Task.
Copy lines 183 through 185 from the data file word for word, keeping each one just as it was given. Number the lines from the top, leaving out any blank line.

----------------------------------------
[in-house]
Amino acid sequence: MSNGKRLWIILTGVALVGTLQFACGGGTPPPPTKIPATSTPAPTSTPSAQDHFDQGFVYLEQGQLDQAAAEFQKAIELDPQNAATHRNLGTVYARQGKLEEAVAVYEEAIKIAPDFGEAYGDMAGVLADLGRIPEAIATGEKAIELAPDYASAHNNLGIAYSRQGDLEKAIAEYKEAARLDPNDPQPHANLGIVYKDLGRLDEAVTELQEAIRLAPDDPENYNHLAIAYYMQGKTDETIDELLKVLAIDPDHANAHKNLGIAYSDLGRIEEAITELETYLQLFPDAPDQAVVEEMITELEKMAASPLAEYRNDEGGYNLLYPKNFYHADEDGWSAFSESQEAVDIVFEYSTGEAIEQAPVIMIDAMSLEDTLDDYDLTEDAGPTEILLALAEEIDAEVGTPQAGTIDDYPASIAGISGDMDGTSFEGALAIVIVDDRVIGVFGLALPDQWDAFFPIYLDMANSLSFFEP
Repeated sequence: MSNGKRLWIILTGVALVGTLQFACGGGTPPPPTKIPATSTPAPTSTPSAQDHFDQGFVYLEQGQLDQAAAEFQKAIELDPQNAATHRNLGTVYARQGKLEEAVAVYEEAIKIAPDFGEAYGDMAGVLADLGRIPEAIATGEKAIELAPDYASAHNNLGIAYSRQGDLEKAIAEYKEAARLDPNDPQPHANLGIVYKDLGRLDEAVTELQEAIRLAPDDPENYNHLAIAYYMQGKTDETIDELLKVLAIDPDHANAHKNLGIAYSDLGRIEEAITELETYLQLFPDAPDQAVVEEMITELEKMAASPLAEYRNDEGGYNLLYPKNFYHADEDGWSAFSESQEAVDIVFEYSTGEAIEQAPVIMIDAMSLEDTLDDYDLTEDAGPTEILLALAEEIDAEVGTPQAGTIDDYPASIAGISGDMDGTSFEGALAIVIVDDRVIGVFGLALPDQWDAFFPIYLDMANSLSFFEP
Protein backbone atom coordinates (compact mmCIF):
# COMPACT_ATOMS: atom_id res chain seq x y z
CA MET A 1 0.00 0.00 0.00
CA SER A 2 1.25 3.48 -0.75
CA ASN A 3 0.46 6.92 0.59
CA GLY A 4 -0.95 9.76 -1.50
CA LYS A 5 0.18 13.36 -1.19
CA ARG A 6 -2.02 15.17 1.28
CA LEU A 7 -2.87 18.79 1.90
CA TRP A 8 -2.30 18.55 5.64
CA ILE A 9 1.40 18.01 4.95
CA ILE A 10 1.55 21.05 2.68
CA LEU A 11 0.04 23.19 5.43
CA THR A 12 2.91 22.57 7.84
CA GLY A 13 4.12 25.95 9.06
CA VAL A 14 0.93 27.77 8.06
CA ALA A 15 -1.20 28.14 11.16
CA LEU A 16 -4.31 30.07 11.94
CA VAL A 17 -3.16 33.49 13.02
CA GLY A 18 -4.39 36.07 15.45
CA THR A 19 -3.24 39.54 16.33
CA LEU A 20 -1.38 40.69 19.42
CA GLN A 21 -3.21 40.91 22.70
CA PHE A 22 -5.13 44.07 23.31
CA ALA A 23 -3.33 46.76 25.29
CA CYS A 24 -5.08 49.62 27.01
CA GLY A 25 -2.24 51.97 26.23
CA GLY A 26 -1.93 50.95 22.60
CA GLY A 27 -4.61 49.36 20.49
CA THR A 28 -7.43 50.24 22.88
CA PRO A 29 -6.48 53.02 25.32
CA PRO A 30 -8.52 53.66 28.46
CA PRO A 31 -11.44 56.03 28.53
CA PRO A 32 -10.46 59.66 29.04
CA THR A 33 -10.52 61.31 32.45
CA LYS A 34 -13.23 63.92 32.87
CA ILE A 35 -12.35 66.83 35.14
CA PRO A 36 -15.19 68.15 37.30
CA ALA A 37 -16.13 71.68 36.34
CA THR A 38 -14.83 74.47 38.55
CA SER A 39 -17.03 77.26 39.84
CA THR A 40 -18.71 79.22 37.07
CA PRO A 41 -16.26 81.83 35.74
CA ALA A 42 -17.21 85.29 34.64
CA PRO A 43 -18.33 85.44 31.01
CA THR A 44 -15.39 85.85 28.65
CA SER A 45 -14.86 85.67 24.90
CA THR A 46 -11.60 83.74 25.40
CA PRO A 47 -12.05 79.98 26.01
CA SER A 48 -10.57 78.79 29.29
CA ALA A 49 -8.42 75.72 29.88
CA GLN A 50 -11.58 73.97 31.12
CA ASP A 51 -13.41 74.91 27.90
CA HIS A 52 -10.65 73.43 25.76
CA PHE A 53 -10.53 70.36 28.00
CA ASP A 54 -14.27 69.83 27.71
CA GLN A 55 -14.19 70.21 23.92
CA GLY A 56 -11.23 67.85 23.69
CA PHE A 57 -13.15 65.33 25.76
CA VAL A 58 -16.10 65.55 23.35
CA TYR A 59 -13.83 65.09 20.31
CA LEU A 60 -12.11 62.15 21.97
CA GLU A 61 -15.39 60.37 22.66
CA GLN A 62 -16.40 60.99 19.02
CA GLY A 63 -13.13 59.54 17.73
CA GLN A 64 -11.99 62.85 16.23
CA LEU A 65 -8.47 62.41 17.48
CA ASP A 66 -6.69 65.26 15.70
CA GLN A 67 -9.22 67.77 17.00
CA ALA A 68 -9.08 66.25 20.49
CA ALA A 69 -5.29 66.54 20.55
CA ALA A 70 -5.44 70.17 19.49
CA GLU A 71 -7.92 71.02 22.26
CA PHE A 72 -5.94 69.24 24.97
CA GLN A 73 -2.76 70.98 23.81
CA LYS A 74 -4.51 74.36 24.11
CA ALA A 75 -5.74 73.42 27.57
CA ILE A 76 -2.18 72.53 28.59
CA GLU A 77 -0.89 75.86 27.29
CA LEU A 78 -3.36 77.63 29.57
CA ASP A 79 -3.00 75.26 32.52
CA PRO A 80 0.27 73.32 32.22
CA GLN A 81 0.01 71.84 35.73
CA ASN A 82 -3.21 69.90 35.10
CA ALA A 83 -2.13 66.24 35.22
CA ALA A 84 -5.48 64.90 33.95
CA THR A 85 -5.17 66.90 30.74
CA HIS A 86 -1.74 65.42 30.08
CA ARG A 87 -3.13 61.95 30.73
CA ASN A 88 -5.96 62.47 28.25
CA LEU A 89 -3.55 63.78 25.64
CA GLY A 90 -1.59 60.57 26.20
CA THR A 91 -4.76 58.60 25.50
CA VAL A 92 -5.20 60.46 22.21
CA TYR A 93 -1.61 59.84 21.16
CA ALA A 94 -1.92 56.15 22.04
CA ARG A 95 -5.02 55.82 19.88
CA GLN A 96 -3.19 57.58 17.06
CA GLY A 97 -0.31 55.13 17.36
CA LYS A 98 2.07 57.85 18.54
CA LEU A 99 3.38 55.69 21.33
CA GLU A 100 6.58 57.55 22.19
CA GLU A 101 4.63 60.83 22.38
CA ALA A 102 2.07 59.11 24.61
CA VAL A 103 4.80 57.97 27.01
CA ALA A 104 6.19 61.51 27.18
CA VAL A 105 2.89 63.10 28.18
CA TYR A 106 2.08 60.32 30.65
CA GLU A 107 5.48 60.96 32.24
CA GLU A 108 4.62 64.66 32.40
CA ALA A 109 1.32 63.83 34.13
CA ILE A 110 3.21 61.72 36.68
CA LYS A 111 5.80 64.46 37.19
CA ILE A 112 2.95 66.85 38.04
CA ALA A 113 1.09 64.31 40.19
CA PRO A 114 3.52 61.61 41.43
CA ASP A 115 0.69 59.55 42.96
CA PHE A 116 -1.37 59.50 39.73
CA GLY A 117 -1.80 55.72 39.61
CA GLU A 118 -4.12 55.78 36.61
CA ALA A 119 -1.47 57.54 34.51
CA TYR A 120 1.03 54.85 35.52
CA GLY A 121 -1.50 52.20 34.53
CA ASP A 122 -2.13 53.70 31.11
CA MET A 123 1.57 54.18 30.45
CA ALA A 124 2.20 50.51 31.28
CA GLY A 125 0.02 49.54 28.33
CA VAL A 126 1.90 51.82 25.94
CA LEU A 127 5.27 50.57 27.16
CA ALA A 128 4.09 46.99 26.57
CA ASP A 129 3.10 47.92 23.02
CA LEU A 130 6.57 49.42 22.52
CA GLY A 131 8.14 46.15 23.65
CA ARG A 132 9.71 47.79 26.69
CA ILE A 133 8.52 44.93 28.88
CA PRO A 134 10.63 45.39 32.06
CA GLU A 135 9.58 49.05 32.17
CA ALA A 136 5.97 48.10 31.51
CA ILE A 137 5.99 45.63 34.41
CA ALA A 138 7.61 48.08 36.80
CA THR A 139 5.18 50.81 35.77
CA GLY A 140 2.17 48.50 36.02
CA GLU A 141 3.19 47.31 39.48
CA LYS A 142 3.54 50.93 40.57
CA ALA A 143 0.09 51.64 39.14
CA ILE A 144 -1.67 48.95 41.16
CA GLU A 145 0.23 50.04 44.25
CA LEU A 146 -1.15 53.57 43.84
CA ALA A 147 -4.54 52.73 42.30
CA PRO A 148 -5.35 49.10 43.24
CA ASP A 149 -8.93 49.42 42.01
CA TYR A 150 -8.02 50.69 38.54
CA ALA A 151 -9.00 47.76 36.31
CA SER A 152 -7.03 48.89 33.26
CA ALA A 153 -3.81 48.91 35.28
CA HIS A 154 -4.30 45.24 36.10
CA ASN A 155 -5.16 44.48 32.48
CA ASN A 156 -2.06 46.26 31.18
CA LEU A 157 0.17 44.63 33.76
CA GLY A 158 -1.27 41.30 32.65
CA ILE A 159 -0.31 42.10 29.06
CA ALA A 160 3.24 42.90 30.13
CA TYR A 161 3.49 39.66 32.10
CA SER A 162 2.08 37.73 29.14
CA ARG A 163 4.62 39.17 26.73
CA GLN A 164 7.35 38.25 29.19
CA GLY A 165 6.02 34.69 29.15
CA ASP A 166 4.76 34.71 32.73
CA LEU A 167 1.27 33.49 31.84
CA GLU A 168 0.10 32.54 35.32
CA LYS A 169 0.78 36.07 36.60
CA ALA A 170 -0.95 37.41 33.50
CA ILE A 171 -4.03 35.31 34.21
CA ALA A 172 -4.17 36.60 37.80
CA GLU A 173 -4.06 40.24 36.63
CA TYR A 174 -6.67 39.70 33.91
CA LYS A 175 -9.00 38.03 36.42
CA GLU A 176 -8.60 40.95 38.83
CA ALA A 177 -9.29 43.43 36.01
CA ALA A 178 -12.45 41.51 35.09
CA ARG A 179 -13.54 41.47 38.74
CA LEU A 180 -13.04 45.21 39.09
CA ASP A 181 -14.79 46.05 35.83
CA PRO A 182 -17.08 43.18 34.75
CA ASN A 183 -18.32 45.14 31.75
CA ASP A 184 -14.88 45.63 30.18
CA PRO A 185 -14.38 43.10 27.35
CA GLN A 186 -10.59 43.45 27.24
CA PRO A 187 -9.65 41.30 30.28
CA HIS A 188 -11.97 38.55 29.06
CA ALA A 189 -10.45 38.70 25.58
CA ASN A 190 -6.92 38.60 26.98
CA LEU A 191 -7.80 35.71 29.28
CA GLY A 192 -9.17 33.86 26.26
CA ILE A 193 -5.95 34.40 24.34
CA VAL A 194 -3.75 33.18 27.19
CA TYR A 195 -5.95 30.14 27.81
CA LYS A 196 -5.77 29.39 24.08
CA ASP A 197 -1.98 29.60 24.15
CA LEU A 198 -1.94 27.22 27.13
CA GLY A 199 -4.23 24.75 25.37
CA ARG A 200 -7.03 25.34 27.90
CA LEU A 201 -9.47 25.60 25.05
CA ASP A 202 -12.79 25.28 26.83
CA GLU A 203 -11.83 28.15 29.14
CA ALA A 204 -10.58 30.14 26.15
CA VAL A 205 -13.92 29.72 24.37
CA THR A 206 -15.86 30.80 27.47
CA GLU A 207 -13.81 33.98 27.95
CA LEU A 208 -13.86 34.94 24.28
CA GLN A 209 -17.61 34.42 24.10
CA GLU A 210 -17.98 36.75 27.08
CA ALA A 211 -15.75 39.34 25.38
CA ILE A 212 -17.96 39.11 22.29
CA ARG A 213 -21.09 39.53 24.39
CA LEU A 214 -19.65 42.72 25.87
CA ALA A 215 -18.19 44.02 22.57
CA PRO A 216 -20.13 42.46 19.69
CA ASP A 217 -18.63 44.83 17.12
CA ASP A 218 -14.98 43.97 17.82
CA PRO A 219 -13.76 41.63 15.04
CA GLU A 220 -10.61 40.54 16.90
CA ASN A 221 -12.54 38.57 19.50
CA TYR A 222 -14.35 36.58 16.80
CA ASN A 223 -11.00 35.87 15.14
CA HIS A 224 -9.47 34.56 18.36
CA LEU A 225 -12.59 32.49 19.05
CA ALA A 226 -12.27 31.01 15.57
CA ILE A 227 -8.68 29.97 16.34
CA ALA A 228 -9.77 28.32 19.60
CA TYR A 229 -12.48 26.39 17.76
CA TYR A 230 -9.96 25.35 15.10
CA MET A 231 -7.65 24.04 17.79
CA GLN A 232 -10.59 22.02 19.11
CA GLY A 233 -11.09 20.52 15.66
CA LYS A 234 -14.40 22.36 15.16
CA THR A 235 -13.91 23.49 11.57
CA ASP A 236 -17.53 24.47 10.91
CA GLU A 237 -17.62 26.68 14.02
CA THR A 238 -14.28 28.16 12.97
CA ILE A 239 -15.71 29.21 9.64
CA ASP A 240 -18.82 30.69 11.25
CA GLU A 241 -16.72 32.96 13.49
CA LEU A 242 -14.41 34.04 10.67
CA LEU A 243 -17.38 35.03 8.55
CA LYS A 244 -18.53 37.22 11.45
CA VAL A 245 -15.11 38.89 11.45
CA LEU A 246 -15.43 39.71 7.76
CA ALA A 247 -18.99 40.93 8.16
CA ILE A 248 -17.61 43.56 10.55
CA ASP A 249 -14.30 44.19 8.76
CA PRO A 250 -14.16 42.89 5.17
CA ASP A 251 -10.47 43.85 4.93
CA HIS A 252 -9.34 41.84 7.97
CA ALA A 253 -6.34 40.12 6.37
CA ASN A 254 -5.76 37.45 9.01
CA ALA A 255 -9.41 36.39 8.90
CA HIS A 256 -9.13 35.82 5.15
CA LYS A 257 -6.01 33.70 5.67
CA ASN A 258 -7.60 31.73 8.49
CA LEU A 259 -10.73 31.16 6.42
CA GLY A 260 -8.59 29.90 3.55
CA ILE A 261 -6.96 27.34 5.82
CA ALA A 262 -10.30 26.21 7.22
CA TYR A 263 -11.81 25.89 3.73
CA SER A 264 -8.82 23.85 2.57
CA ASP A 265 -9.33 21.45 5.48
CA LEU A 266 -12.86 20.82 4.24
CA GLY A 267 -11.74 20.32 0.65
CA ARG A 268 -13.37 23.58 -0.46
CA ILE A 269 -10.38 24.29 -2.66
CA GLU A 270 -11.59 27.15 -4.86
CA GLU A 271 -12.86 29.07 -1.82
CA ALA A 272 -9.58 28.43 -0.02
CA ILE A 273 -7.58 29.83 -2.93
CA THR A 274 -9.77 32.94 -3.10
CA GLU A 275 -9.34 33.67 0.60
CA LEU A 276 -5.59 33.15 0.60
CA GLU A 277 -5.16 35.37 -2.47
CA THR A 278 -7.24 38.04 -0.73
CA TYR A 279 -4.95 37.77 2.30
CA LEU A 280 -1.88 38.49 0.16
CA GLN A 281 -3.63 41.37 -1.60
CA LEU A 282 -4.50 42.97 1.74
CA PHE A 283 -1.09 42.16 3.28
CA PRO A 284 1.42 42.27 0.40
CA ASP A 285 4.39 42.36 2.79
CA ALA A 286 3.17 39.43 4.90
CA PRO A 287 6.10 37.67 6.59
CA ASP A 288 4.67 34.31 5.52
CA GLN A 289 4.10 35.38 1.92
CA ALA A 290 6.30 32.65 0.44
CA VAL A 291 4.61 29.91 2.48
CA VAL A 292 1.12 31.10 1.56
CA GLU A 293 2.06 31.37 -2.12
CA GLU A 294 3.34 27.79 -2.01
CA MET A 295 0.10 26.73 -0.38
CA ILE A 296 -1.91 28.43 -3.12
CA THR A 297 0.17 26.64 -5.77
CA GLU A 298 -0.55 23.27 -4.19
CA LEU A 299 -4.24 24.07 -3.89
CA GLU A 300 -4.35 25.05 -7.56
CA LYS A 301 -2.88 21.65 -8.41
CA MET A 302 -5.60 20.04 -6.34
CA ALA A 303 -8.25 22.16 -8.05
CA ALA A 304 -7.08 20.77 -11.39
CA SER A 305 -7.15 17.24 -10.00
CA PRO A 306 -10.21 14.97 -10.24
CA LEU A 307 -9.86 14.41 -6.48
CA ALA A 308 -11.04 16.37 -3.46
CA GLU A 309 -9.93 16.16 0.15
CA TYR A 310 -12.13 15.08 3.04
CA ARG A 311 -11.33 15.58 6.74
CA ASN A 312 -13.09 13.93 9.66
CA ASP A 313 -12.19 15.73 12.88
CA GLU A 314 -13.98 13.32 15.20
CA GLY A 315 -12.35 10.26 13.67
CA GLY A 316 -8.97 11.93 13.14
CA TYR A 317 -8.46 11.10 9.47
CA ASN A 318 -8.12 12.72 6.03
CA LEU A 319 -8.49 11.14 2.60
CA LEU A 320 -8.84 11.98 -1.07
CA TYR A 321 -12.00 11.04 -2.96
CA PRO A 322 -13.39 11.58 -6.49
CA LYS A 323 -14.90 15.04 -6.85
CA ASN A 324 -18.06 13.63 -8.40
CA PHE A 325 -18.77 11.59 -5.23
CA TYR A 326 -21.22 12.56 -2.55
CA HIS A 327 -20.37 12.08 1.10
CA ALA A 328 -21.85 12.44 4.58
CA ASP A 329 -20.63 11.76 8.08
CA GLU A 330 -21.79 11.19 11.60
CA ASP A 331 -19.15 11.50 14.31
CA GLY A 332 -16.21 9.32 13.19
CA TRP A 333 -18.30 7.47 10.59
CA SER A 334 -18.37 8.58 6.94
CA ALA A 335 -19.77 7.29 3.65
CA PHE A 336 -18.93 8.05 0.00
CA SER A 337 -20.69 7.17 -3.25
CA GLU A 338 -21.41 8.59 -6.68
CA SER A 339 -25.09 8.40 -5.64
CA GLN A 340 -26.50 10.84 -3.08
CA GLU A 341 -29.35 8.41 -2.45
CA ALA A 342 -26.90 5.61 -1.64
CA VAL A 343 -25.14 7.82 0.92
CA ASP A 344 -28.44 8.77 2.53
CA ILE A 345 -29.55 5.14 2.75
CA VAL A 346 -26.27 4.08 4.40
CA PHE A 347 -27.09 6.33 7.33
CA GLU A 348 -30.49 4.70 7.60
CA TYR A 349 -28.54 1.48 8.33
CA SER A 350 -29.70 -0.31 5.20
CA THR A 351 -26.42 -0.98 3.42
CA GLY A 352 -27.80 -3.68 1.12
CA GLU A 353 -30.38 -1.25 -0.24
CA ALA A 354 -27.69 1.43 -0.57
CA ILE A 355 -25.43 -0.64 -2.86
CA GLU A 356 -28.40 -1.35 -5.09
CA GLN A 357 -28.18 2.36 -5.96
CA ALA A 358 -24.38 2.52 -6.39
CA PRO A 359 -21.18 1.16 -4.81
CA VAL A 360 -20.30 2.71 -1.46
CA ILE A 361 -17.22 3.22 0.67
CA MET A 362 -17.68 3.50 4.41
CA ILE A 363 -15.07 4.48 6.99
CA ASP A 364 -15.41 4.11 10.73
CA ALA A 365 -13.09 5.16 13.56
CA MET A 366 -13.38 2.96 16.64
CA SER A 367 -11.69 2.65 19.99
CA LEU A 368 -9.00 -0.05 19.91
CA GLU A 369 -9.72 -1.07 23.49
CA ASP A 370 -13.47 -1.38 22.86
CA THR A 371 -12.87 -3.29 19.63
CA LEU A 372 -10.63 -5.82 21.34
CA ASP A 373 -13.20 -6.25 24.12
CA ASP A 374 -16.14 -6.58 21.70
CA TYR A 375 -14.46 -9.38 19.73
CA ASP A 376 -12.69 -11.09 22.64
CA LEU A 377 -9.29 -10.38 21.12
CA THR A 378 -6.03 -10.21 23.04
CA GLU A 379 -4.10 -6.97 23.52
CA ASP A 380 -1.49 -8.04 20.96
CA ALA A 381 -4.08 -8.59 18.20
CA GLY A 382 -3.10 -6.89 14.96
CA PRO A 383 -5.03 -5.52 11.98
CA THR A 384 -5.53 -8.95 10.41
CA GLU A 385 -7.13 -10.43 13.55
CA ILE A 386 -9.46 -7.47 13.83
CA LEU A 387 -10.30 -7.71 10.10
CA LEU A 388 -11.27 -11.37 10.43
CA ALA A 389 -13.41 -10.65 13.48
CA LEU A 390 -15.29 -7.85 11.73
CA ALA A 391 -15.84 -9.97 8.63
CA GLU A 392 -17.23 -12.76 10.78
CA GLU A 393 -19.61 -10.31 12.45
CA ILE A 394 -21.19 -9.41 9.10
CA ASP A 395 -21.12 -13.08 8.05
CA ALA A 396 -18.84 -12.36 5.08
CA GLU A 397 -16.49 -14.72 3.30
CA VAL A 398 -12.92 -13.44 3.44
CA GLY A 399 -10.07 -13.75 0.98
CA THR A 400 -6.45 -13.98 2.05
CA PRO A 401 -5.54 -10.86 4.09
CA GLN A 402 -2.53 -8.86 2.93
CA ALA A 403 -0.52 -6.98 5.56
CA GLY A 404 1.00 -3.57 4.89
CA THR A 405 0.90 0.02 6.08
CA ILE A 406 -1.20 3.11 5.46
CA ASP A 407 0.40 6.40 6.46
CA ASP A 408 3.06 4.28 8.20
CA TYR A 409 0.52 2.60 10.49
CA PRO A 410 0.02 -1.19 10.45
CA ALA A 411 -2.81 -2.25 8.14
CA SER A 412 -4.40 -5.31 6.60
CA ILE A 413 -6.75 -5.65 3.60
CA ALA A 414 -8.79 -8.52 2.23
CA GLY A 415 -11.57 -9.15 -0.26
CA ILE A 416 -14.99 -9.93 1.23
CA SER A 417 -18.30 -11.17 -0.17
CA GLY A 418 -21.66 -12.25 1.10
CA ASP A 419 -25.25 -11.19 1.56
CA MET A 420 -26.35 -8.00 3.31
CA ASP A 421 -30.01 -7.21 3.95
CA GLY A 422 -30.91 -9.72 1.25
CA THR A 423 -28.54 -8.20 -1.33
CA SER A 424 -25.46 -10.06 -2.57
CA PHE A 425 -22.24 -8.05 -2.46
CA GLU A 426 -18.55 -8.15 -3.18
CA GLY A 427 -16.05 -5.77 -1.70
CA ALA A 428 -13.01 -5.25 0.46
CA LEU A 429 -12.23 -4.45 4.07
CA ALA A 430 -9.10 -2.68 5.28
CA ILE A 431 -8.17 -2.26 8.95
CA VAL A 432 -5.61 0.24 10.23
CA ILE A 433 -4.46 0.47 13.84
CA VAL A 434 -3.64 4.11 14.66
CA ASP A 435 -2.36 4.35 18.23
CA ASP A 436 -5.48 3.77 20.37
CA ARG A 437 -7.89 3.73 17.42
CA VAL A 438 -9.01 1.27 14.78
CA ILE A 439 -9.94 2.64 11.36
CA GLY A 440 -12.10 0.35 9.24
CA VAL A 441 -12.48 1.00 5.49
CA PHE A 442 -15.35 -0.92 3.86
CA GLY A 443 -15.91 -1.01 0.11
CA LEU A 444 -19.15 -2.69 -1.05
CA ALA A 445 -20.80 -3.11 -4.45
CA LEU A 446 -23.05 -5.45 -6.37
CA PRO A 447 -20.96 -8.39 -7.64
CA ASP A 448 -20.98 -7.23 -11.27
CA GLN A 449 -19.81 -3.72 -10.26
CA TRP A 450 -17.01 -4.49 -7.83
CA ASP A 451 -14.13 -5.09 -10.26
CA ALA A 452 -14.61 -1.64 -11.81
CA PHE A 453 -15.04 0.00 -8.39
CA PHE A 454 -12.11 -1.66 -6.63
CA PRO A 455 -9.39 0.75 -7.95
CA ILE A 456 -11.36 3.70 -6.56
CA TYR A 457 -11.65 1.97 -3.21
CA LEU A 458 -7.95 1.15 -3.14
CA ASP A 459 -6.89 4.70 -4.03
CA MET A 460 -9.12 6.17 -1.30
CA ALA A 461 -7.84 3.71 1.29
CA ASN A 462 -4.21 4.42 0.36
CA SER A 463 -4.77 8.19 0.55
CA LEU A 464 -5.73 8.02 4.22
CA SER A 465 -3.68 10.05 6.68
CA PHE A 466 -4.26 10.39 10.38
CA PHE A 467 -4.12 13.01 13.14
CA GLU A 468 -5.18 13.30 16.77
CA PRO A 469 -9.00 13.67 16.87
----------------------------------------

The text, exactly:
CA ALA A 178 -12.45 41.51 35.09
CA ARG A 179 -13.54 41.47 38.74
CA LEU A 180 -13.04 45.21 39.09